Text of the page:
Samantha Morton, Gemma Chan and Letitia Wright are among the megawatt talents with whom director Dominic Savage has collaborated on his I Am ... series. The deal is that the star helps develop the script and then plays the lead while Savage directs, typically in a dispassionate kitchen-sink style. But for all the starriness of the collaborators, the subject matter is invariably ripped from the darkest chapters of everyday life, encompassing everything from domestic abuse to mental health.
Savage and Channel 4 have attracted perhaps their biggest name yet in Kate Winslet. She acts opposite her 22-year-old real daughter, Mia Threapleton, in I Am Ruth (Channel 4, 9pm) – a stark and bruising meditation on the impact of social media on the psychological wellbeing of young women.
It’s unflinching with a vengeance. The camera hugs Winslet’s face, lingering over every tear and worry line as her character, Ruth, frets about her depressed 17-year-old daughter (Threapleton) and the teen’s obsession with chronicling her life on her mobile phone.
Winslet was motivated to make the film after noticing her own children’s interactions with technology. She was also struck by how Covid heightened the isolation with which many teenagers were already struggling.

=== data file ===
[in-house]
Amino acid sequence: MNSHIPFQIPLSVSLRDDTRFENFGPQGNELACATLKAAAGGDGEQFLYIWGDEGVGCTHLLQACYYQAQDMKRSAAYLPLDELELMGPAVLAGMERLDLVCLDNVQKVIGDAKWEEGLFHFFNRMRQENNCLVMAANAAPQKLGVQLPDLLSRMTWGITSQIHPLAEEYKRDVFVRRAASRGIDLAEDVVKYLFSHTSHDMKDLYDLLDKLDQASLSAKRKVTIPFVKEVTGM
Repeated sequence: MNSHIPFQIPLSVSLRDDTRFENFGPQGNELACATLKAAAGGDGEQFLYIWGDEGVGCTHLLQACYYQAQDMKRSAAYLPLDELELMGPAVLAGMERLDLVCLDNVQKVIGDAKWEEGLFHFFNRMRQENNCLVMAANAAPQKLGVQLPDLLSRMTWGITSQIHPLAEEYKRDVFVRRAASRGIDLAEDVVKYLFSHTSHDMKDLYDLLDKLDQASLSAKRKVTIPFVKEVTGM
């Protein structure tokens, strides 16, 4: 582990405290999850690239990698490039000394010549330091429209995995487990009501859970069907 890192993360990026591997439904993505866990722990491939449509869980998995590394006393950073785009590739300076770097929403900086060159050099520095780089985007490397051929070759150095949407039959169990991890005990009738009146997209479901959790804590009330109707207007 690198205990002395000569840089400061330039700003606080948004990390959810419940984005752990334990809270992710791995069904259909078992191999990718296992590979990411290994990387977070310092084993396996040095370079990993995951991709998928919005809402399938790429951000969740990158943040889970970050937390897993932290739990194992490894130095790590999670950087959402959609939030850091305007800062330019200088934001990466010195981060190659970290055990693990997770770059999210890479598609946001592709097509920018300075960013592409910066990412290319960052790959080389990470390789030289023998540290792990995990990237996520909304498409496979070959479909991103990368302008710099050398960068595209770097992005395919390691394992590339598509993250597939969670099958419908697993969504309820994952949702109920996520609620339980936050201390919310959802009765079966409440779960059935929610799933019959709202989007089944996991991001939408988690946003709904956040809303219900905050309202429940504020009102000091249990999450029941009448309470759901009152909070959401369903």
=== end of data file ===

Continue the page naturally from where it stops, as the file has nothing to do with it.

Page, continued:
“For young people, I think especially because of Covid, it just got really out of control – loneliness and insecurity and just building a basic level of self-esteem for so many of these children,” she said. “During Covid, that self-esteem they were sort of searching for almost online in some way, and that’s desperately sad.”
The point I Am Ruth has to make about the impact of Instagram and Facebook on young women’s self-esteem is not original. And Winslet’s performance sometimes feels too overwrought for the everyday setting.
You are never not aware you are watching the woman who snogged Leonardo DiCaprio in Titanic playing a working single mum who lives in an ordinary house and has a dreary office job. This is big, Oscar-grade acting squeezed into a Channel 4 two-hander and it doesn’t quite take.
The real heavy lifting comes from Threapleton, wrenching in her portrayal of teenage despair. She’s great at adolescent bravado, too – as we see when Freya angrily accuses her mother of encroaching on her personal life.
Savage has been previously accused of wallowing in misery and of painting the lives of everyday women as mired in hopelessness. I Am Ruth is certainly bleak.
Yet the flailing Ruth’s love for her daughter is a source of light amid the gloom, and Winslet and Savage dare to end on a note of redemption. Winslet is as committed as ever and brings heft to the picture she paints of parental despair. But the true star is the magnificent Threapleton.